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Hurricane Isaac Turns Up Tar Balls From BP Gulf Coast Oil Spill

According reports, in the wake of Hurricane Isaac many Gulf Coast locals in Alabama and Louisiana have discovered tar balls and oil in areas once underneath the now receded waterline. Sources say officials even closed a 13-mile stretch of the beach. According to BP, some of the oil was from the infamous Deepwater Horizon oil spill, but the company also pointed out that the oil could be from a number of other sources. Further, BP officials stated that one positive thing about the hurricane is that it made areas where cleanup is necessary visible. According to reports, BP still has hundreds of cleanup workers on the Gulf Coast working on the aftermath of the nation's largest oil spill in history. Specifically, BP has said it is working with the Coast Guard and state officials to clean the oil on Fourchon beach in Louisiana.

According to a chemist at Louisiana State University, the exposed oil which washed up on the beach after Isaac was weathered and less toxic, but could still harm animals. The chemist believes the storm helped speed up the natural processes that break down oil and it might take several more storms to stir up the rest of the oil which is buried along the Gulf Coast.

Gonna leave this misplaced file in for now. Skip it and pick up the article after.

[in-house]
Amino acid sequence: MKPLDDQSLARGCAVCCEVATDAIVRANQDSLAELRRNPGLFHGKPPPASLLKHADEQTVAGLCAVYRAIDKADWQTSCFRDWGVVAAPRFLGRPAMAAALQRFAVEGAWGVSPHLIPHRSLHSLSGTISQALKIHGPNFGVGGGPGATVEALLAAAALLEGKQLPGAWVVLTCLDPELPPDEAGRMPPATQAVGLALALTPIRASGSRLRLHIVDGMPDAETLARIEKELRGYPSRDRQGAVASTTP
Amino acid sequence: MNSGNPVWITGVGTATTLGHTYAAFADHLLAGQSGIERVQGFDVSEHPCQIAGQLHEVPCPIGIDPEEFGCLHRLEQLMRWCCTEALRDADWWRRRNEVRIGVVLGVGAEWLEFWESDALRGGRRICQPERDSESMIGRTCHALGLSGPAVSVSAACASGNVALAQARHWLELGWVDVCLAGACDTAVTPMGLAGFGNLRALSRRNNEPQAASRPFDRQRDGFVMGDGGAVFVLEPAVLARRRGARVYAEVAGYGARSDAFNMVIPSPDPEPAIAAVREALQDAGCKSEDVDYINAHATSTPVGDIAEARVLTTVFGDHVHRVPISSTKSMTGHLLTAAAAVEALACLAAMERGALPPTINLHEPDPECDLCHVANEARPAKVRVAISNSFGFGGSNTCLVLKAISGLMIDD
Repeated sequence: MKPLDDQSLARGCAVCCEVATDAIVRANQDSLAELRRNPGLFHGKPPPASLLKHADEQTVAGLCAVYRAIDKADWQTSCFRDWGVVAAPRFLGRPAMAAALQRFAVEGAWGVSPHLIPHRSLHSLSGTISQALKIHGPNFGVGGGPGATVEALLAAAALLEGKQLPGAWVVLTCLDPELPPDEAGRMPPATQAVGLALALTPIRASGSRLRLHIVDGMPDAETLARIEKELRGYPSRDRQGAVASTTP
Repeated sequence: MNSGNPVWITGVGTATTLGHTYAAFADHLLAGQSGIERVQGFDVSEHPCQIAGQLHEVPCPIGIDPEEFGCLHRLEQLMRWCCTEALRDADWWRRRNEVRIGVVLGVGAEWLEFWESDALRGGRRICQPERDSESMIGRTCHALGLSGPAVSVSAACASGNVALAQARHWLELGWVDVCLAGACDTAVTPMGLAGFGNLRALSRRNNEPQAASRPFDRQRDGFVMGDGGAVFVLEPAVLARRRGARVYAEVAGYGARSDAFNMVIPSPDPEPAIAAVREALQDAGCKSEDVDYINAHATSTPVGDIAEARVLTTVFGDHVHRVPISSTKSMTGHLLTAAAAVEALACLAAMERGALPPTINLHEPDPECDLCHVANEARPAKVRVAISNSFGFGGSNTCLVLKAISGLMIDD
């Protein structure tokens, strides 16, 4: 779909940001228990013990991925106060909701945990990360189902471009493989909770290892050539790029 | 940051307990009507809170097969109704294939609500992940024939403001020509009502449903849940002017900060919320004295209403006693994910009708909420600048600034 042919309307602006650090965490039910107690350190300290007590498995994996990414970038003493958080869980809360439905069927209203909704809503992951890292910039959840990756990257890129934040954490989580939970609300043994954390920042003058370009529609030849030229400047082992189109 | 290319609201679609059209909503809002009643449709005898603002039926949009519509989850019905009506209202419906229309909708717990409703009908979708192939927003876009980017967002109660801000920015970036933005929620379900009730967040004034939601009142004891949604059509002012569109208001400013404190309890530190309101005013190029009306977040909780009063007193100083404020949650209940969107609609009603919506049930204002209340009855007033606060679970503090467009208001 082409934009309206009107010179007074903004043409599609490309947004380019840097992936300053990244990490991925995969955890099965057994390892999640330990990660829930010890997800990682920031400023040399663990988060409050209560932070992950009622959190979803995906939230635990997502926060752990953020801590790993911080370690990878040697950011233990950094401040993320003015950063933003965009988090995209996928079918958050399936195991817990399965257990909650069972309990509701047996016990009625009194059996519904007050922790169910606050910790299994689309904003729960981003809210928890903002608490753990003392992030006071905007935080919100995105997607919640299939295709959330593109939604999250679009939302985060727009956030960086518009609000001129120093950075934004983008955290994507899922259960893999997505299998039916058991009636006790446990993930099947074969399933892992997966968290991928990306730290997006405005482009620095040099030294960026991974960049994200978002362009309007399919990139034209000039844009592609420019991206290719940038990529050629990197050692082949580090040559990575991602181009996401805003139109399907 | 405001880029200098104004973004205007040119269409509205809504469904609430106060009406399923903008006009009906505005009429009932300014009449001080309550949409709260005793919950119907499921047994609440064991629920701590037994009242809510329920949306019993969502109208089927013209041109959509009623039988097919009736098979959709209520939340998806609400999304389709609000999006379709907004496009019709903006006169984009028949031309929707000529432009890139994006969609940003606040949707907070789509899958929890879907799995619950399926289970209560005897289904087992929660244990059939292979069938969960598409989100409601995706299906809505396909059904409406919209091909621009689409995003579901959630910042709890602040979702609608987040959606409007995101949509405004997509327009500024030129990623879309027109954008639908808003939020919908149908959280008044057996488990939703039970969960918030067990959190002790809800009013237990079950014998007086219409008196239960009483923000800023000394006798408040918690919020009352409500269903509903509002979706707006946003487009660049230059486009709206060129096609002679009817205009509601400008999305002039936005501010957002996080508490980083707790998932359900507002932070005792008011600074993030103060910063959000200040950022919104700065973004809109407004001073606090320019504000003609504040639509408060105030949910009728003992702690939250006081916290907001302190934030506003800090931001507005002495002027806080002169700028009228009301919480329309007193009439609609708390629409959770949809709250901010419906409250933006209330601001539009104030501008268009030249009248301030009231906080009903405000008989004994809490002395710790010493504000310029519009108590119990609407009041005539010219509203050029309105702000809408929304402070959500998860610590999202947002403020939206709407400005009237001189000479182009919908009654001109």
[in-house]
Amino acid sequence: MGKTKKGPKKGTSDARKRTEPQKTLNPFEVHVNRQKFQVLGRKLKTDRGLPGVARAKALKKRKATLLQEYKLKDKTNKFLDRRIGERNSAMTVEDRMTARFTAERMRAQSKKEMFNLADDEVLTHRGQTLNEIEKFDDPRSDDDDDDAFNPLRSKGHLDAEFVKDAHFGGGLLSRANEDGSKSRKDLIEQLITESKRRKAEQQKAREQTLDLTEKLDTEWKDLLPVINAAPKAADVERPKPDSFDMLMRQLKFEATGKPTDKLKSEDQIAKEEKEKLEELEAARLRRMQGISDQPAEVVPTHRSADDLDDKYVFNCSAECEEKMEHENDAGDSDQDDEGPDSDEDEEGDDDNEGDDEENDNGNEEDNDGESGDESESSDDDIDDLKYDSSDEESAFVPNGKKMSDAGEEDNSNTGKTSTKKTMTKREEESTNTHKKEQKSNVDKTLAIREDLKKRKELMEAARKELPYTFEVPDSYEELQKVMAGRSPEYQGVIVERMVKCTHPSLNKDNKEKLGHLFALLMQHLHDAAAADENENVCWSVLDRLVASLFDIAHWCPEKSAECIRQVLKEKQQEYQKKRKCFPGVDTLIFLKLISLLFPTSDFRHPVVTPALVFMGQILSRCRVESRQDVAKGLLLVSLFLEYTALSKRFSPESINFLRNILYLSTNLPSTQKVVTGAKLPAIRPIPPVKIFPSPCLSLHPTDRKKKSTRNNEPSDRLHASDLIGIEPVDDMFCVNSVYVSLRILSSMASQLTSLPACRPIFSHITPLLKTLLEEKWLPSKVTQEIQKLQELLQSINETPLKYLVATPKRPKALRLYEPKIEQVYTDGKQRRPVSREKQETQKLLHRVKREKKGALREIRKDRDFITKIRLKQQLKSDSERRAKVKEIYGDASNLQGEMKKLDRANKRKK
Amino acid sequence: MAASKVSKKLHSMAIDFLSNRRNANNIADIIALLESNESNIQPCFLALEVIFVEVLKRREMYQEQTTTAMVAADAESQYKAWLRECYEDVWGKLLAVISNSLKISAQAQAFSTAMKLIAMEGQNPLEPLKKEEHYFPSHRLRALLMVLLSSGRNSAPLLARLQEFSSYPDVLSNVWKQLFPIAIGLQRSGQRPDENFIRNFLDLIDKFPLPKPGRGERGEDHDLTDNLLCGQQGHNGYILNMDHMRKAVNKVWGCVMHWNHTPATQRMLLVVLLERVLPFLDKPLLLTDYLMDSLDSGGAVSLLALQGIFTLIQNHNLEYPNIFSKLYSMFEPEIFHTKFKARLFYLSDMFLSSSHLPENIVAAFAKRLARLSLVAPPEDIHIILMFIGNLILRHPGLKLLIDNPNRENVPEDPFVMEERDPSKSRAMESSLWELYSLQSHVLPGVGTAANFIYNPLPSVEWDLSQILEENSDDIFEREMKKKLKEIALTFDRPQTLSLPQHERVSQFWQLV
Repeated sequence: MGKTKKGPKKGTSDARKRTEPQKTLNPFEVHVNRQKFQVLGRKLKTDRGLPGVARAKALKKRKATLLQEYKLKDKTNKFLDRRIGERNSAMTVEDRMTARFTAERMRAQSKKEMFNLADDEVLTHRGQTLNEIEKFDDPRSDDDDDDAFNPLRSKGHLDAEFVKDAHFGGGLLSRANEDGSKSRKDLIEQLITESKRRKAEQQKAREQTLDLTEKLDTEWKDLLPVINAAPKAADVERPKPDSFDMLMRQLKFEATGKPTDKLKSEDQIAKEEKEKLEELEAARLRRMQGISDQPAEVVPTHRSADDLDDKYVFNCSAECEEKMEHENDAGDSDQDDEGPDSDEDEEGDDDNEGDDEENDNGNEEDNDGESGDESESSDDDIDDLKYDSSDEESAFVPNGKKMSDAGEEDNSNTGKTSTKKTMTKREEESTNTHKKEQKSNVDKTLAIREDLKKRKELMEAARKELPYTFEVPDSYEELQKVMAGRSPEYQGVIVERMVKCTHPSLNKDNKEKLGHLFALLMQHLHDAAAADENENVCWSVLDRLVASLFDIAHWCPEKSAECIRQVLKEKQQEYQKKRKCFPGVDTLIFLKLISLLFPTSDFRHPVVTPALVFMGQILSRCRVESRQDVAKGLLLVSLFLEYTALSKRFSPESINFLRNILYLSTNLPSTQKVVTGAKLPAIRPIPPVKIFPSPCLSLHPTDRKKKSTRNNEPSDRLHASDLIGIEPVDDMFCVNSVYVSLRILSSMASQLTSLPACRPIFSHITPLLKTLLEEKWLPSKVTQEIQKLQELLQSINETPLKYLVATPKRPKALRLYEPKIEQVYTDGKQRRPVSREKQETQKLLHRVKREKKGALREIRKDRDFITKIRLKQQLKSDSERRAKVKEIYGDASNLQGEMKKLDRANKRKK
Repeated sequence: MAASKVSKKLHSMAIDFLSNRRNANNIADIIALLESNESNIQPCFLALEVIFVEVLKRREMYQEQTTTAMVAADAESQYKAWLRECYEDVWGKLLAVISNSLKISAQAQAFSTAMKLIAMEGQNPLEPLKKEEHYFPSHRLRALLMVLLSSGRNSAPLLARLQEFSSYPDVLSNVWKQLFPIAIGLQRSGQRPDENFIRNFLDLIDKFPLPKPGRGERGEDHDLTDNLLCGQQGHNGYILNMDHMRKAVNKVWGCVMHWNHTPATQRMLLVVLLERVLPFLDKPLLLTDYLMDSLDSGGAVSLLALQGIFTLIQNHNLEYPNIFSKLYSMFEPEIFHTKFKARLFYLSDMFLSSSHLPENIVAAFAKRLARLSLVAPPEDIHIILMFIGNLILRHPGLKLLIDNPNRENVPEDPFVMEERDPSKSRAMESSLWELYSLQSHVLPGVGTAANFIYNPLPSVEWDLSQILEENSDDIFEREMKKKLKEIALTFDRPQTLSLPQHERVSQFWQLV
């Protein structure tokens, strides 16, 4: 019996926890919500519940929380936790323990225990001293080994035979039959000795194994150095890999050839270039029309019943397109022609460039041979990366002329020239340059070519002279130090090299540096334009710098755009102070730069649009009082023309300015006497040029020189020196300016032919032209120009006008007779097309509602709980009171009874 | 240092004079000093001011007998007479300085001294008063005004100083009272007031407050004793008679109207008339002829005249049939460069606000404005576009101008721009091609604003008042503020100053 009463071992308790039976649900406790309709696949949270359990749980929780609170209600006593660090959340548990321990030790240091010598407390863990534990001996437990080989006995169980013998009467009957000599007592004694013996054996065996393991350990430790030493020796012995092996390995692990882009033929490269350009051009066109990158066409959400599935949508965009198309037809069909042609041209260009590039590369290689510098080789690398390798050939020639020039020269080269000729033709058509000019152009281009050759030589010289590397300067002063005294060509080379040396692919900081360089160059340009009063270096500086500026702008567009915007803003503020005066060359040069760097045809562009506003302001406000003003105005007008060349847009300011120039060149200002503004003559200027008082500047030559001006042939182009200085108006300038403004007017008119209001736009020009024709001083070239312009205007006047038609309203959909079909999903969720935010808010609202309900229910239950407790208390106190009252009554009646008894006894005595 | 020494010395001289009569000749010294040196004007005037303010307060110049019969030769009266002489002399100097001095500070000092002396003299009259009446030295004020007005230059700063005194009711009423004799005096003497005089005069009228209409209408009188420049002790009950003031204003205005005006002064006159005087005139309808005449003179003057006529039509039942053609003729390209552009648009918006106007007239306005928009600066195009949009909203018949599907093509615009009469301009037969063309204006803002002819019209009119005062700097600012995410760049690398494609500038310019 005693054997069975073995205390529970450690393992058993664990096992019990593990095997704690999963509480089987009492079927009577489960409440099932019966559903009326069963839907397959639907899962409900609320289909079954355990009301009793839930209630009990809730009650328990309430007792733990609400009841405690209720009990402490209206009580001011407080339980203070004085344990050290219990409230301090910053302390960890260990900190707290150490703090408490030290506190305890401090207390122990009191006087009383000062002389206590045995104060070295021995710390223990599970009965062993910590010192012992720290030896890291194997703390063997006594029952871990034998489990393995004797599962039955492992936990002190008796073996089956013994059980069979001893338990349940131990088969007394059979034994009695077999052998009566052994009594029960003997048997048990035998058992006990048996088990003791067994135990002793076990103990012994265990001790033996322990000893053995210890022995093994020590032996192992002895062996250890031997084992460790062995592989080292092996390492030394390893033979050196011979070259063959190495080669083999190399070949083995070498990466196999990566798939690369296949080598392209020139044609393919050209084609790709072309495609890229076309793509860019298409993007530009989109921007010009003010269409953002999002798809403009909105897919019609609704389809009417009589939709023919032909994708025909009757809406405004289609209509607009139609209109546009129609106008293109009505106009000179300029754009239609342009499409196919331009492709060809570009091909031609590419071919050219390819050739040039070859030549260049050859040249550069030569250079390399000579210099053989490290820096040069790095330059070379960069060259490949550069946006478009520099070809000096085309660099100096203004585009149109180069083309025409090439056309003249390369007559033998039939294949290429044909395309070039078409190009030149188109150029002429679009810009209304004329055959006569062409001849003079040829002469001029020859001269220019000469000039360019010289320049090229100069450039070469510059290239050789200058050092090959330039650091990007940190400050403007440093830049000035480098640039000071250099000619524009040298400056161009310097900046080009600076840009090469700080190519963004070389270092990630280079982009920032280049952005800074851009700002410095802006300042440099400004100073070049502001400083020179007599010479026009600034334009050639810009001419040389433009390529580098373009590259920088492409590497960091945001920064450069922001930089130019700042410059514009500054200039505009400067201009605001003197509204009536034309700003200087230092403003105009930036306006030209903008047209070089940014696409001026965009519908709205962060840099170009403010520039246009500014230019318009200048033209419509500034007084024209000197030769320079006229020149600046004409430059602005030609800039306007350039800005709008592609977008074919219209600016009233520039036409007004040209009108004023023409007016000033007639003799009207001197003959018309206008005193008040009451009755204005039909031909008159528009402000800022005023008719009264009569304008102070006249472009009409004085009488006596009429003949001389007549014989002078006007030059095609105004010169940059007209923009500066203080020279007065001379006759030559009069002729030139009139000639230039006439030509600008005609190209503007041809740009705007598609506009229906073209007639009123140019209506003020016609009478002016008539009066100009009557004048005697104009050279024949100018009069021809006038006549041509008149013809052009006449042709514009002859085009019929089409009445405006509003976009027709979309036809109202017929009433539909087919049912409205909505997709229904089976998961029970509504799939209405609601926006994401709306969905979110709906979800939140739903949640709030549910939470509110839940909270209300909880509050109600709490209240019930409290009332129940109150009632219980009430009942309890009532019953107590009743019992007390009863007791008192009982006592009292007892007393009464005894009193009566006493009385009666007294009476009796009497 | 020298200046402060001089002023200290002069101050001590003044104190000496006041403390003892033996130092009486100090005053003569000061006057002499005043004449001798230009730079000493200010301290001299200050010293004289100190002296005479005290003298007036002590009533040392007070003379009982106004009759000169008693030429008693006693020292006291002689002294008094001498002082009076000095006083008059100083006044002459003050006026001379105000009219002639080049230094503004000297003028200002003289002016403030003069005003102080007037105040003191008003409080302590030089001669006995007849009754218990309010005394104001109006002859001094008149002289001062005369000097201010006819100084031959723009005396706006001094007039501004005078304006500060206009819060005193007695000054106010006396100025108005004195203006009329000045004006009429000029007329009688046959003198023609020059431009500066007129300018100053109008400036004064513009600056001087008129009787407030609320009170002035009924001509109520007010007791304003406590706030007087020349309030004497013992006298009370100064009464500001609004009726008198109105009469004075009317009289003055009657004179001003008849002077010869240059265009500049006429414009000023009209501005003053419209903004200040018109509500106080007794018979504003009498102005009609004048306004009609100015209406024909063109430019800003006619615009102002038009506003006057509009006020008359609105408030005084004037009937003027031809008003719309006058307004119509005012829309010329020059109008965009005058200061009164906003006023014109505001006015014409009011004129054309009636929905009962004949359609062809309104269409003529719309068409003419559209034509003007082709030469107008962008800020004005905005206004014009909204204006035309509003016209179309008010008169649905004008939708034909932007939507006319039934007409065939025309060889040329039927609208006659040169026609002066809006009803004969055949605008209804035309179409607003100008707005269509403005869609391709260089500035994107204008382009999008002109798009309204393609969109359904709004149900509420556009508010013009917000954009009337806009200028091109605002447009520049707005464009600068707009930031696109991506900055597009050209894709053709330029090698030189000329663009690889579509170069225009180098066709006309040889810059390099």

On the other hand, the reappearance of oil has frustrated state officials. According to the top coastal aide to the Louisiana Governor, Garret Graves, BP has not been aggressive enough in its cleanup efforts. Mr. Graves was quoted as saying, "if they would only put a fraction of the dollars they are putting into their PR campaign into cleanup, we would certainly be much farther ahead than we are now." Sources say BP has spent millions of dollars on public relations since the oil spill but the company has not released an exact figure. Reportedly, BP's cleanup and response costs over the last two years were more than $14 billion and more than 66 million man-hours have gone to protect and treat the Gulf shoreline.

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